Bulgarian percussionist Martin Ivanov, a composer, conductor, drum circle facilitator and rhythm therapist, says about autism: ”It is important to understand that this is not an illness, but rather a state of mind.” He says that “Autistic children vibrate at a frequency different to that of other people. This creates a different state of mind leading to a behavior which is less acceptable for society. It is important to note that living in this different state of vibrations, they can attain and process special information which unlocks incredible abilities.”
Ivanov uses percussion instruments as a way to meet the autistic child on his terms by adapting to his vibrations. “Then we can gradually draw them out of their world and by means of rhythm we can work in the direction of positive changes. “
He especially likes the power of the drum “taking into account its nature and the fact that rhythm is a part of all of us, it is easy to use and can become an alchemic instrument in the hands of anyone. We do not need to have musical abilities and special training to create a composition of emotions with percussion instruments.”
Award winning percussionist Mickey Hart, who is a member of the rock band The Grateful Dead, also sees drumming as a transformative tool for autism. “Everyone with autism has a distinct and radiant ‘signal’. An inner music, an inner life. I [work] with Hidden Wings to bring out the gifts, the fire, passion and love of those with autism.”
Hidden Wings is a non-profit organization dedicated to serving young adult autistic individuals. After high school graduation, programs abruptly stop for autism and Hidden Wings fills the gap. The founders believe that autistic people are uniquely gifted and should not be marginalized or buried in institutions because “They are capable of finding new formulas for the problems of this planet.”
Accessing the Love hormone
People with autism often use repetitive behavior and routine as a way to manage their world. Repetition is soothing because it is predictable in an unpredictable world. They also prefer structure. Playing percussion instruments like drums, shakers and bells can offer an outlet for the repetitive urge as well as provide the structure and predictability that autists crave. Percussion can help access the right brain functions of emotion and intuition. The activity also shuts off the mind “noise”.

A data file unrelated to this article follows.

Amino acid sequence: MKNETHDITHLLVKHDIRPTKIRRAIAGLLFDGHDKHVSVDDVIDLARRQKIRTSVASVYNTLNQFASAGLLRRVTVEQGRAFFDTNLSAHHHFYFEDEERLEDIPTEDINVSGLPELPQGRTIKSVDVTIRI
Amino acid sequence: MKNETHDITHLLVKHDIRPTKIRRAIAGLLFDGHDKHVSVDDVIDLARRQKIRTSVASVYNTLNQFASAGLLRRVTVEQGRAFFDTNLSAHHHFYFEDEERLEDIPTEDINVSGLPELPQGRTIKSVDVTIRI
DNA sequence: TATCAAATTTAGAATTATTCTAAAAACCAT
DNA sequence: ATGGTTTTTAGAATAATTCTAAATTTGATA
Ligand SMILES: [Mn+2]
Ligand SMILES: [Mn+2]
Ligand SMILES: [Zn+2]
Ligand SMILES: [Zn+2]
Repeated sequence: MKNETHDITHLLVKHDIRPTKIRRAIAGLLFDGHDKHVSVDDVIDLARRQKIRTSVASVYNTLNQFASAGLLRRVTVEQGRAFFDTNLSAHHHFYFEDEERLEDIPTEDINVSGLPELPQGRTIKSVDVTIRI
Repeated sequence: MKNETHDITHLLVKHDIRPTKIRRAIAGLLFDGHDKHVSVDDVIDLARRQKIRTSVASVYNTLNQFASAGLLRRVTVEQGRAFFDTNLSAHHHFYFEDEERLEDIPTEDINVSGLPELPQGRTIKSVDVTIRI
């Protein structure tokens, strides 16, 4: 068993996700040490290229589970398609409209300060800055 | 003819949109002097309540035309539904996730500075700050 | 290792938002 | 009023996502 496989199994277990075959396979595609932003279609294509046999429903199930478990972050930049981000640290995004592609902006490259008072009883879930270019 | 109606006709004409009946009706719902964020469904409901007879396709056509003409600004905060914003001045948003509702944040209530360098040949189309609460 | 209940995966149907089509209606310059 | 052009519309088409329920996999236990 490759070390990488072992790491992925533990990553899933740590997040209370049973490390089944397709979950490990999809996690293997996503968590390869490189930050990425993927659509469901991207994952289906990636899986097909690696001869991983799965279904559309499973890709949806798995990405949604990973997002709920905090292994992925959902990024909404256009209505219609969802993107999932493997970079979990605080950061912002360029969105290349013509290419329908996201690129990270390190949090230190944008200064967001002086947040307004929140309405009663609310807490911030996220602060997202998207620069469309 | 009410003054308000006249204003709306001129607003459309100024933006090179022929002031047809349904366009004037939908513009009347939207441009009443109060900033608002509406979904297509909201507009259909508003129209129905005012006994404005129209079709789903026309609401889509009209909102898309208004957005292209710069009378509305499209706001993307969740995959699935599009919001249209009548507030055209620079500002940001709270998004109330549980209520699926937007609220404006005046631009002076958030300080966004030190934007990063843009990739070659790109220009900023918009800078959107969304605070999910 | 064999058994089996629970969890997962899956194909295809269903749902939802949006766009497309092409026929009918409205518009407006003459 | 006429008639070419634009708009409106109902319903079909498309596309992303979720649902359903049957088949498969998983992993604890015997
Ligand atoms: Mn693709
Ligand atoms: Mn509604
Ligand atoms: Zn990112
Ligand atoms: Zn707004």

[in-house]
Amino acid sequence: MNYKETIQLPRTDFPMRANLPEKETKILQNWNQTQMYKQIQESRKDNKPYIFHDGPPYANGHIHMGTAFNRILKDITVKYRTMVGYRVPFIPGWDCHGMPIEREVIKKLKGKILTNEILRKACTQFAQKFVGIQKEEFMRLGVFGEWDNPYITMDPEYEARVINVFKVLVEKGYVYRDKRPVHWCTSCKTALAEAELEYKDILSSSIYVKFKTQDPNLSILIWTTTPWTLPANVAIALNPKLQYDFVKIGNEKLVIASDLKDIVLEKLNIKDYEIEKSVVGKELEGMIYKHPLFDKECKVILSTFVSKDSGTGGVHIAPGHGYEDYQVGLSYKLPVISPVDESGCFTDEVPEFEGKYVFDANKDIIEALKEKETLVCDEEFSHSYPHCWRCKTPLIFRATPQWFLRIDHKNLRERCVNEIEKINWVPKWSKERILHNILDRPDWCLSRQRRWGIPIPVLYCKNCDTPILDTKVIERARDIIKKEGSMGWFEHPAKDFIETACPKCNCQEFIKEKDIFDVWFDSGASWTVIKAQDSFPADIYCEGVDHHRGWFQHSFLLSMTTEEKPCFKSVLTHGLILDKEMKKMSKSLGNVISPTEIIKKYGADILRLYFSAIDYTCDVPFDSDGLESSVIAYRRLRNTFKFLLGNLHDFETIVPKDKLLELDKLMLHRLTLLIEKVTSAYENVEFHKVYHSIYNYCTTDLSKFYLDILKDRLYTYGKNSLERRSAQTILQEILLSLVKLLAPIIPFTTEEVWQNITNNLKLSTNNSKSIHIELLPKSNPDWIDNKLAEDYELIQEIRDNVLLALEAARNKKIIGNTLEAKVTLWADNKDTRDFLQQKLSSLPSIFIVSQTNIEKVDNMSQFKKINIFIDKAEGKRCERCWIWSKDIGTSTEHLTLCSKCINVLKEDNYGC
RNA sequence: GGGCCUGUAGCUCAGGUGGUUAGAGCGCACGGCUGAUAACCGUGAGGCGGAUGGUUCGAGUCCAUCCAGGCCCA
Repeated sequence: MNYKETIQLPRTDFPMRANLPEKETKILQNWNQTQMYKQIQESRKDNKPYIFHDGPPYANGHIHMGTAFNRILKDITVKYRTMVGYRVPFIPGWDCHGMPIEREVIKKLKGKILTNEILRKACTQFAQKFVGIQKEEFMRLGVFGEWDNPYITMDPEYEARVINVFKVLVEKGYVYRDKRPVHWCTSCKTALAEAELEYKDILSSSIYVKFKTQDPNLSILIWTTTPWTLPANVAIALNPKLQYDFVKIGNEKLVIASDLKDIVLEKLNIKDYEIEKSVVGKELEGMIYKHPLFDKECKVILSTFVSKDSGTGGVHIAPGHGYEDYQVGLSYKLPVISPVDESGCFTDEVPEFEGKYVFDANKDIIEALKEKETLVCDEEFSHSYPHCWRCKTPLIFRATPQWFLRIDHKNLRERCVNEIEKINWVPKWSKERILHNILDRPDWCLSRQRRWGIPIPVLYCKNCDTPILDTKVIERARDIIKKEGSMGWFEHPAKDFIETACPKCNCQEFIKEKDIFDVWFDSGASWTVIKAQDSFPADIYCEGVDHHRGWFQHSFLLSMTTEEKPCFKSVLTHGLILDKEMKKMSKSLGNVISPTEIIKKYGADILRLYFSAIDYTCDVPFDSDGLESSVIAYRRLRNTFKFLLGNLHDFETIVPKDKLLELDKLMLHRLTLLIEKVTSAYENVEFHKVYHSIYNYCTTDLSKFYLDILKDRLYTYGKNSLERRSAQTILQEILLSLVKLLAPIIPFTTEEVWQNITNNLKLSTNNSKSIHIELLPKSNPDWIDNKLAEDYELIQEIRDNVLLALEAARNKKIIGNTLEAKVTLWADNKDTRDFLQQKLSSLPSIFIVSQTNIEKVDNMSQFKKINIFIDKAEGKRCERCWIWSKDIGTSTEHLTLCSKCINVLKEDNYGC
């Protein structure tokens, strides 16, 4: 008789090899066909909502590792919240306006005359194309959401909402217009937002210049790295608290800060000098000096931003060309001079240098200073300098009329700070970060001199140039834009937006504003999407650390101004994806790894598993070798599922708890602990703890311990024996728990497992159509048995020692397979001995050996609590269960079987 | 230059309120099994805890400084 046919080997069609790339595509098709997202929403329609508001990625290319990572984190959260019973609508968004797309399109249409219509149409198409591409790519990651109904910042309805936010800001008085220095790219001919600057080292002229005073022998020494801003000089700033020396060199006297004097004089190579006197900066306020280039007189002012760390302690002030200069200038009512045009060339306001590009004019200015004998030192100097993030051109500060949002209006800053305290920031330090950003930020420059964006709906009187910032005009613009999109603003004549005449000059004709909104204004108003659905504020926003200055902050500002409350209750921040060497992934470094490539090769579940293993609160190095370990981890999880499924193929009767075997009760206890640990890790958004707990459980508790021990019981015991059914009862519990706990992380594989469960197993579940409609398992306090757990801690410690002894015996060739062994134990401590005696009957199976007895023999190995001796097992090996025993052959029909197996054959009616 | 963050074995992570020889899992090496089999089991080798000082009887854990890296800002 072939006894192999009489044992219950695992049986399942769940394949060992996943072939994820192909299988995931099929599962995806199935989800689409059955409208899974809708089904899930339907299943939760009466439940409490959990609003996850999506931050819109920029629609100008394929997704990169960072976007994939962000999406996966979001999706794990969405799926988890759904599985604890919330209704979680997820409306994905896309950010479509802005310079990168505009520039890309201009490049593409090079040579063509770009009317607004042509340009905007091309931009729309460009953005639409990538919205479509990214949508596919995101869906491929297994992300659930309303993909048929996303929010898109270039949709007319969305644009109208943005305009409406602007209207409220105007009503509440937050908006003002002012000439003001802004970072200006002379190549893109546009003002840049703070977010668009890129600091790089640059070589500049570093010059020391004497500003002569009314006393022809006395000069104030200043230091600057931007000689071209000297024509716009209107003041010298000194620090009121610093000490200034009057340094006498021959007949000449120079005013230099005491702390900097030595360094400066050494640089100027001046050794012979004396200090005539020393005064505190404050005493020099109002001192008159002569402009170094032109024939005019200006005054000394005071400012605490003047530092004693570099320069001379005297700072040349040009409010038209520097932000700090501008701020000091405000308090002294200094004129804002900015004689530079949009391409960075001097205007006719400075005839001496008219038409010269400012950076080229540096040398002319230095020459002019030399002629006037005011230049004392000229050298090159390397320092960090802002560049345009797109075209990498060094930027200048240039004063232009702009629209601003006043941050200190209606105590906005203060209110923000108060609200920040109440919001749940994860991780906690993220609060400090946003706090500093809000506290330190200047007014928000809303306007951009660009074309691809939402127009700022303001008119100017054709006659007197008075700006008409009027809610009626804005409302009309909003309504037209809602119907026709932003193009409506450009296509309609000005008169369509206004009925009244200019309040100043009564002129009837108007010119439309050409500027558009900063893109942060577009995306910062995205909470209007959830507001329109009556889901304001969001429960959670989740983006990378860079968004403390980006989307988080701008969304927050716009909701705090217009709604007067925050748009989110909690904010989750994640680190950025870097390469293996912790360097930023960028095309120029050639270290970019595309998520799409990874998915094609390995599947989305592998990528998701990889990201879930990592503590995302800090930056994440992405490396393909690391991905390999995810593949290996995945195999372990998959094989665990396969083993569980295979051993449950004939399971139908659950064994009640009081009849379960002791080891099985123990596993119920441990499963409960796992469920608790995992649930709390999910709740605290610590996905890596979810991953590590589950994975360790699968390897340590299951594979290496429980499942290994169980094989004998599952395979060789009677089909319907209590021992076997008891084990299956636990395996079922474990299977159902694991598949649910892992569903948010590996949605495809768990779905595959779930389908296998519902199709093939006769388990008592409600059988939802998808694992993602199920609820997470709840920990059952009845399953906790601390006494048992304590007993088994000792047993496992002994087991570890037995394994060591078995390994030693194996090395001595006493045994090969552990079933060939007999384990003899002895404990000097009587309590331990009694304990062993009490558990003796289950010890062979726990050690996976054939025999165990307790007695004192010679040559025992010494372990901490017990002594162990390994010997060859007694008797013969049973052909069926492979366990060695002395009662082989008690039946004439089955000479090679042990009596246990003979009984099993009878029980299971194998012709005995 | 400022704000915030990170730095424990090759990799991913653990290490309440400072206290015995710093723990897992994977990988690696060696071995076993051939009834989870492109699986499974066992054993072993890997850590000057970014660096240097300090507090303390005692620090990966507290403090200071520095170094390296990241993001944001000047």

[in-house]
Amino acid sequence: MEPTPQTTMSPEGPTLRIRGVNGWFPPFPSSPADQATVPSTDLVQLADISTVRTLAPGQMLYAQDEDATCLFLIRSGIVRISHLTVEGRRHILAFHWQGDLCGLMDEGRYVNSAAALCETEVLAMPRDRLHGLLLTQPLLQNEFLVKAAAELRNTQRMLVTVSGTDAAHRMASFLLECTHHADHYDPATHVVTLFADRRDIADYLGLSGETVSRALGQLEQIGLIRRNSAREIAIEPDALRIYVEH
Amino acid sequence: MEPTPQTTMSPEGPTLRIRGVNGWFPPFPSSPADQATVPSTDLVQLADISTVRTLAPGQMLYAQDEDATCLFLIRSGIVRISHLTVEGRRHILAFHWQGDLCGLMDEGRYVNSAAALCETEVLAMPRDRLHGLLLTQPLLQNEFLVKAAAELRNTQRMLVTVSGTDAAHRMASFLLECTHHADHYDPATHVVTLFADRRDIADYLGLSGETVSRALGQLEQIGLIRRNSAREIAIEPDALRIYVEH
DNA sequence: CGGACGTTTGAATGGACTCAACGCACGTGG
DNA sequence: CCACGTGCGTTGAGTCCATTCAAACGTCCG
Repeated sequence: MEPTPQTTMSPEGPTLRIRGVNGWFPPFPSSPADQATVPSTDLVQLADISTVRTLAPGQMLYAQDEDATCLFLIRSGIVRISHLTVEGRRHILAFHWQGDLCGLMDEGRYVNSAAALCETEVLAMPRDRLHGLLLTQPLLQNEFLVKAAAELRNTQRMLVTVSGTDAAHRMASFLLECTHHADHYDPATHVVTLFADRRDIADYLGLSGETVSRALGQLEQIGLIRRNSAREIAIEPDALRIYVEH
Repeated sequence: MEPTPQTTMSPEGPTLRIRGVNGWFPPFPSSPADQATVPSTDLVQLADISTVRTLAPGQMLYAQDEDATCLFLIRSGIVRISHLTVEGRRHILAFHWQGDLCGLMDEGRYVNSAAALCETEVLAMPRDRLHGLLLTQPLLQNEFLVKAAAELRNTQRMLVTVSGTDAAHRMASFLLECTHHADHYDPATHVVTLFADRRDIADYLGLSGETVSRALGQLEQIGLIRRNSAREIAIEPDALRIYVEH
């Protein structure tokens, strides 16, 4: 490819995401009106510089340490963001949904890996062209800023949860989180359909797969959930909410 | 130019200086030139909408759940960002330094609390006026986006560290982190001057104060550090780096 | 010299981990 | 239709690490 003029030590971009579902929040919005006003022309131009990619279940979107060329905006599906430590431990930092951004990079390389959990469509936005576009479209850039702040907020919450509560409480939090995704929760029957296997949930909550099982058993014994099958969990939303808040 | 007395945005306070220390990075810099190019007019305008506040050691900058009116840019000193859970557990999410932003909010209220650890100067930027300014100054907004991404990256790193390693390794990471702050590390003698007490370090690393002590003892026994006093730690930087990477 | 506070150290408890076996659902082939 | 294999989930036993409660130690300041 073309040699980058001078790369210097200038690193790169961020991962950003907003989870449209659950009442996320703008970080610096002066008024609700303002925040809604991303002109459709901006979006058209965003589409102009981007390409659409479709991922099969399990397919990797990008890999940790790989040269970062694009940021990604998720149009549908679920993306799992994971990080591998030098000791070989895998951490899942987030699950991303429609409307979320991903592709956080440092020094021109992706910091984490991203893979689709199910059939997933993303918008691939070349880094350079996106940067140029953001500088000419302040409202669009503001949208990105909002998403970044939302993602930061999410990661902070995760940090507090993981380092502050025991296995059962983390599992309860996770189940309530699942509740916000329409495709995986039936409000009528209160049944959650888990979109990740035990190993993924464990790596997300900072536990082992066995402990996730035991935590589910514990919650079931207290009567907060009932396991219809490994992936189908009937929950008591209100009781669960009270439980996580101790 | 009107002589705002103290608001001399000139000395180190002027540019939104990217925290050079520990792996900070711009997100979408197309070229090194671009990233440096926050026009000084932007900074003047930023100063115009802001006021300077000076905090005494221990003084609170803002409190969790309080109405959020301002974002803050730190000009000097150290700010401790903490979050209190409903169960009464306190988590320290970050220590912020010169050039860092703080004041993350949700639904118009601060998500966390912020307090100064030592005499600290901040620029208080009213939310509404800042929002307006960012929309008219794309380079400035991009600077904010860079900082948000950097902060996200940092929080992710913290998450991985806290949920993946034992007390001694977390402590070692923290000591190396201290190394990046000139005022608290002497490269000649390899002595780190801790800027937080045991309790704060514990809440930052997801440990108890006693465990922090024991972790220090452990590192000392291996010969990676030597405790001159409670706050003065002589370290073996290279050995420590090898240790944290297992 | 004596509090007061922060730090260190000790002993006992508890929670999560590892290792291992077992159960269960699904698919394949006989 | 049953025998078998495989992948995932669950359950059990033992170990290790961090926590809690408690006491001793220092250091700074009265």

Then there’s the endorphin rush of playing the drums known as the “drummer’s high” which ramps up positive emotions through the release of hormones like oxytocin. Oxytocin, aka “the love hormone”, is associated with increased sociability and bonding, decreased agitation and higher pain thresholds. Stimulation through rhythm can help repattern the brain and produce better impulse control. The other benefits include:
- An avenue for non-verbal self-expression
- Safe outlet for emotions like frustration and anger
- A real sense of belonging
- An increase in confidence and cooperation
- Anxiety and stress reduction
- Better self-esteem
- More energy and focus
- Emotional connection to others
- Feeling part of something, sense of community
- Improved sensory processing through vibrations
- Greater creativity
- Brain body coordination
Where’s the Joy?
Lastly, music therapy with percussion instruments seems to bring out something in the autistic individual that is sorely lacking – joy. A study comparing music therapy with play therapy showed that “Improvisational music therapy produced markedly more and longer events of ‘joy’, ‘emotional synchronicity’ and ‘initiation of engagement’ behaviours in the children than toy play sessions.”
Here’s to joy!